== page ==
School Milk

School Milk was provided to Australian schools in the 70’s & every kid HAD to drink it! After all the government was providing it free.

It came in small glass bottles (about 1/3 of a pint) & the entire class had a milk moustache for hours after wards. It used to get delivered outside the classrooms early in the morning & sat there getting nice & warm before it was distributed to us (by the milk monitors). These were always the good kids! In the warmer months, the milk was just about developing some biological film of butter or yogurt before consumption! The smell of 30 children drinking warm milk, permeated the class room, & then there was the sound of 30 straws all sucking up air when the bottles were empty.

I think I hated milk from the moment i was weaned & I have school milk to thank for that. It used to make me puke, and I remember being forced by the teachers to drink it. Warm, rancid smelling milk remains vivid in my childhood memories as does the panic, when the milk monitors arrived. Thankfully my mum had sympathy for my aversion to school milk & I was given a “note” for the teacher to say I was not allowed to drink the milk as it made me sick. Thanks mum!

A few years later the glass bottles were phased out & the milk came in little triangular cartons. It made no difference, it was still revolting.

10 comments to School Milk

  • Derek

    I remember the milk used to freeze in winter and a core of ice had the foil cap perched on top. The water in milk went to ice and we had to drink the foul tasting liquid that didn’t freeze. In the summer the birds used to peck through the cap and drink the cream, if you complained that yours was open you were told “Drink it, it won’t hurt you”.

  • Sue

    Oh and not to forget the lingering smell in the classroom when the milk had been spilt!

  • Malcolm Holt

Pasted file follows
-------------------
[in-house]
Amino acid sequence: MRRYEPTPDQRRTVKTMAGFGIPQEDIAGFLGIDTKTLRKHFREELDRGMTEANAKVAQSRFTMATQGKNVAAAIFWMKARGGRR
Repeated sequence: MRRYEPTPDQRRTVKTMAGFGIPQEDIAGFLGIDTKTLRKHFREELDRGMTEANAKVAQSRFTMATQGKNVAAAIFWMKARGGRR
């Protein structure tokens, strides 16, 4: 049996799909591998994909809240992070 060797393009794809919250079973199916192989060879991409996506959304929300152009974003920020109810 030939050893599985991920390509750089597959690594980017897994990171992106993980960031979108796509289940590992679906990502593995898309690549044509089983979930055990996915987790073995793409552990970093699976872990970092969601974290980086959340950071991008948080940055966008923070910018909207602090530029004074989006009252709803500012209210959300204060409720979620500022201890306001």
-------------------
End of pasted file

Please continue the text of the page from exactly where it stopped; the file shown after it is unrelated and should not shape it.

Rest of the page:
Many years ago, my Dad claimed he had manufactured the metal trays and support stands (used at FEPS) to contain the milk bottles/cartons before they were carried to each classroom.
    In his job he had to access metal fabrication and welding equipment (though this was not his primary role), so I give credance to his claim.

  • Maus

    I was born in 1957 & remember having milk at school in glass bottles in the 60’s. My Mum obviously spoiled me because she used to give me a “Junket” tablet to flavor my milk, and later on I remember using chocolate flavored paper straws.

  • dorothy

    school milk was a lifesaver for me at school . my family were very poor and we didnt always get a decent breakfast or lunch so i looked forward to the school milk supplied and would always have seconds if there was any left over.

  • I loved my milk at school as I love milk. Tough on the kids who hated it. Government would not dream of doing it now with so many kids being lactose intolerant.

    Love your blog. Do you know anything about the Inn Shoppe [spelling?] near the Eureka Stockade, across from Myer Bourke Street Melbourne? I would love to show pictures of it to my daughters. The only store it could compare to would be City Beach I guess.

  • Ken Stone

    I used to have a problem with milk, so I was excused from drinking it – until one of the teachers forced me to have it. She was set straight by a very angry mother!

  • I loved the shcool milk too – those cute little bottles
    with the cream on the top if they’d been sitting for a
    while – just like the milk you had delivered at home on
    the front doorstep. That was in the 50s and 60s.
    Milk was just milk then as compared to now – too many
    milks with this and that added or taken out – would the
    real milk please stand up!

  • Alex_H

    I remember the milk used to be delivered around Karingal by horse and cart. Yes, even in the 1970’s. The horses used to come up from Arthur’s Dairy down where Middendorp is on Beach Street. Early in the morning you would hear the clip-clop of the horse and the glass bottle rattle of the milkman putting the milk on people’s doorsteps. Very amusingly the clip-clop would turn into a clippety clop and you’d hear the milkman yelling and whistling for the horse to come back!

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